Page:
“Honda Performance Development will be using the 2010 PRI Show to unveil the first items in our new line of Honda-branded performance parts,’’ Sours noted. “Intended for the grassroots racer, our goal is to supply Honda quality and reliability, at an affordable price, to weekend competitors across the country who race Hondas and Acuras. We want to show that HPD’s years of experience and success at the upper levels of the sport – IndyCar, CART and American Le Mans – can be used to the benefit of the grassroots racer, and there’s no better place for that than the PRI Show.”
Lewis is proud of what he has created with PRI.
“There something very unique and special about racing that happens in no other industry, and at the consumer level, which is the racetrack, whether it at a drag racing track, Eldora Speedway, Daytona International Speedway,’’ he explained..
“Here’s what happens: Consumer A, driver A, wants to pass driver B. Driver B doesn’t want to be passed,’’ Lewis continued. “The team that owns those cars does everything they can to make sure their driver is the fastest. So, in racing, there’s this urge and desire for product development, innovation that brings people to the industry that have solutions to problems.’’
He calls the trade show a supermarket where people can bring their products and get immediate acceptance because it often provides some advantage somewhere.
“We have 1,100 exhibitors,’’ Lewis said. “I can honestly say that there is every part and piece of a race car that is covered in this show, from a go-cart right on up to an IndyCar. … We have just about every aspect of racing covered, except Formula One.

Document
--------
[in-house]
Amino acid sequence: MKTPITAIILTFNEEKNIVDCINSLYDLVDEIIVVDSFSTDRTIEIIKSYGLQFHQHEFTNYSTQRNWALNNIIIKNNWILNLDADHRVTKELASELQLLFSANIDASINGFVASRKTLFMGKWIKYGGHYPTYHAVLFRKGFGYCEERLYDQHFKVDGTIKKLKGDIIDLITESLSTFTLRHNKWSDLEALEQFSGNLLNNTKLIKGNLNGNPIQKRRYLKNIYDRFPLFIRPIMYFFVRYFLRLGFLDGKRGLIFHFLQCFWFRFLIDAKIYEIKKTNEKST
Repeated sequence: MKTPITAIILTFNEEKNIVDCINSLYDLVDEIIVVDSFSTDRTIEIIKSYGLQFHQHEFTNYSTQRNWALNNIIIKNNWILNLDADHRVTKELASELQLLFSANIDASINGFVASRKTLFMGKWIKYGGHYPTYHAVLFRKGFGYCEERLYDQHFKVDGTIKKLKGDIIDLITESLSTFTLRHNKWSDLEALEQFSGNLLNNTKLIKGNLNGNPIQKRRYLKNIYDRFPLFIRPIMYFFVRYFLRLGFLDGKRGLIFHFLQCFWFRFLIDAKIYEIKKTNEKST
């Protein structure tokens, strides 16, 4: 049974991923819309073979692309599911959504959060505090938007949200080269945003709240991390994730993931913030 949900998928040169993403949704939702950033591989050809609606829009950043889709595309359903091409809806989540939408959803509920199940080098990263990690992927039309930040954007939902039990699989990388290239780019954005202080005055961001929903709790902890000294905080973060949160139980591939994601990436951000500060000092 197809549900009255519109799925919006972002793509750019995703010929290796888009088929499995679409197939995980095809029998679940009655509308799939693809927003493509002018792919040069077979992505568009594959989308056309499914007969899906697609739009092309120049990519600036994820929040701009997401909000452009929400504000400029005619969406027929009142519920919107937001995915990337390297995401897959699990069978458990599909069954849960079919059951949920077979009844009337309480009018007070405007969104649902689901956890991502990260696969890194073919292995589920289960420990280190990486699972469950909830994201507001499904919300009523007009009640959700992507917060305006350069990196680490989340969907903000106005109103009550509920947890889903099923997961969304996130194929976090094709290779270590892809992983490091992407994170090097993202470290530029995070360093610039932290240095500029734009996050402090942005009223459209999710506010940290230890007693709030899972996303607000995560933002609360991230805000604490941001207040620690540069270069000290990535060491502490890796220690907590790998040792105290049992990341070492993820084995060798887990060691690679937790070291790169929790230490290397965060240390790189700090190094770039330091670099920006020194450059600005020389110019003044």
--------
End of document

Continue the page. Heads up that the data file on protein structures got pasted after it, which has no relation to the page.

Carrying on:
“However, we have a contingent of British exhibitors that come over and bring Formula One technology, whether its metallurgy, transmissions, electronics, data acquisition. It’s Formula One technology. A lot of the NASCAR teams, that’s the first place they go because there’s high-end engineering excellence there.’’
Lewis said the Hendrick Motorsports team, which won its ninth Cup championship and fourth in a row with Jimmie Johnson and finished 1-2-3 in the points, will be well represented at PRI.
“Hendrick is probably bringing 12 or 13 people to the show,’’ Lewis said. “They have people shopping the show from the engine perspective. They have the chassis shop and date acquisition. However the team is organized, they usually have one or two people from each area.’’
But that’s only the tip of the iceberg.
“There is almost no area of racing we don’t service at this show,’’ Lewis said. “We have all these variety of people, so with the exhibits we have a variety of disciplines that make up the racing industry.’’
And for those who need a little racing to make their lives complete, there is the All-Star Karting Classic Thursday night on a tight, six-turn track outside the Orange County Convention Center, where the PRI show is being held.
Among the drivers entered are Indy 500 winner Buddy Rice, Graham Rahal, Jamie McMurray and Memo Gidley.
“We have a little something for everybody,’’ Lewis noted. “It’s big business for the racing industry, but it’s also a lot of fun and very interesting for the people taking part.’’
– Mike Harris can be reached at email@example.com Comments